Josef Albers was an artist and professor of colours. His book, Interaction of Colour, is the book on colour.

A few years ago I was sat with a young Chinese intern, brimming with confidence and bundled up in k-pop culture: blue hair, retro t-shirt, weird socks. I asked her to walk me through Chinese social media, a reasonably big ask if ever there was one.

After some discussion, I then asked her to look over another channel and give her opinion: what did it look like through her blue fringe?

Rather bland, as it turned out.

“It’s just like advertising,” she said, bluntly.

“Just showing off what they do over and over again. ‘We did this, we do this’ over and over. It’s kind of like: ‘Well ok, thanks’. It doesn’t make me reflect, or make me want to do anything.”

Yes, right. Hm.

I loved the clarity of her delivery. Older people, I include myself in that group I suppose, often sit in meeting rooms talking about analytics and templates. It sounds professional and businesslike. Scientific, almost.

We search for ‘signal’ – little numbers on spreadsheets that may tell us what works and what doesn’t.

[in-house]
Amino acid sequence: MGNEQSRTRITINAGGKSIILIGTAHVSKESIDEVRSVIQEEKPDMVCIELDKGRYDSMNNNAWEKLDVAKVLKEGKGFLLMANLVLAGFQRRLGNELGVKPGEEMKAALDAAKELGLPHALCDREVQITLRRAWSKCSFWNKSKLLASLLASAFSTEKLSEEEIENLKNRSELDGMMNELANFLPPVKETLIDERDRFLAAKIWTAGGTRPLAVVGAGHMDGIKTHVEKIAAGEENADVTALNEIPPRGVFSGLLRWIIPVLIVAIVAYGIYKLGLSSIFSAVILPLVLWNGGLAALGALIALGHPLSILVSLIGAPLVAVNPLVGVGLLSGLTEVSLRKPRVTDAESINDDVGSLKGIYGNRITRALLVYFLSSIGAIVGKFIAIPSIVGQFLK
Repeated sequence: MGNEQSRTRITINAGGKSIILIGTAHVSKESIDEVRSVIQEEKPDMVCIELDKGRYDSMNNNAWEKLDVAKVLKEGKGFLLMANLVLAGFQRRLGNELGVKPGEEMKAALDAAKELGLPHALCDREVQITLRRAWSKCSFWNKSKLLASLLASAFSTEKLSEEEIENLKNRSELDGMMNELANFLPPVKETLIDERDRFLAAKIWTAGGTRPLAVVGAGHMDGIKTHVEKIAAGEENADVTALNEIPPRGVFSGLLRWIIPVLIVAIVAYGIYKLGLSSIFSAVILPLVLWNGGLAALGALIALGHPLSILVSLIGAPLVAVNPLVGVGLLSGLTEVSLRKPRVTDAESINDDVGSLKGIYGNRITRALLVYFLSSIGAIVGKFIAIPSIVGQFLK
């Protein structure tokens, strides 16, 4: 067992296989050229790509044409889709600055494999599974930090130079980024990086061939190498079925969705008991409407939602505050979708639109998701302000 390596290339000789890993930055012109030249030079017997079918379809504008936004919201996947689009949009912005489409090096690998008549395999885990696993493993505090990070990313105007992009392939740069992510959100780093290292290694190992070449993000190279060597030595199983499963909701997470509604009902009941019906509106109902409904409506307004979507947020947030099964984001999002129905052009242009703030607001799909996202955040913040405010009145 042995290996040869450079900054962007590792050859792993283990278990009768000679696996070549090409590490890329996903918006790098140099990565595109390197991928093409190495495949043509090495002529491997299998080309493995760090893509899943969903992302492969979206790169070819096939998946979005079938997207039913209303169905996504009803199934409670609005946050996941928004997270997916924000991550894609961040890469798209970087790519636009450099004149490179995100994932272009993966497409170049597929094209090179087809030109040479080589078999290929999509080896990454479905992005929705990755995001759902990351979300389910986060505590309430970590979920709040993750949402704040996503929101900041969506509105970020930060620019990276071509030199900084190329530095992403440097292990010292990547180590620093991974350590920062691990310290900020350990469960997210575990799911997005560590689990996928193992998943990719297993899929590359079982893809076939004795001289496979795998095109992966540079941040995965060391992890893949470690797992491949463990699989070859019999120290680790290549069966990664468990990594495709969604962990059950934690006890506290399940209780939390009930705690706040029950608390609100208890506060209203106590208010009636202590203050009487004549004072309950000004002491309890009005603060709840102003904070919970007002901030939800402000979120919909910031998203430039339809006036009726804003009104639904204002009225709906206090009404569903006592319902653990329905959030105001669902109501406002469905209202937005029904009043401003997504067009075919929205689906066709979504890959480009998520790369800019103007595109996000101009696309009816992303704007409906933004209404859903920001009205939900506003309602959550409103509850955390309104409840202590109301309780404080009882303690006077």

Less often do people sit in meeting rooms and talk about what actually moves people: art.

Lillian, the intern, showed me examples of stories that worked well with young people in China.

They were poems, short stories, photo essays, many made by young people who were trying to express themselves. These little pieces of art might not have been perfect, but they were real.

It’s very hard matching messages to audiences. It can often seem like we’re trying to serve salad while our potential customers are asking for pizza.

And then, sometimes, we’ll try and make our salad look like pizza. We might even get away with it once or twice. But it’s not sustainable.

People smell salad-pizza a mile off.

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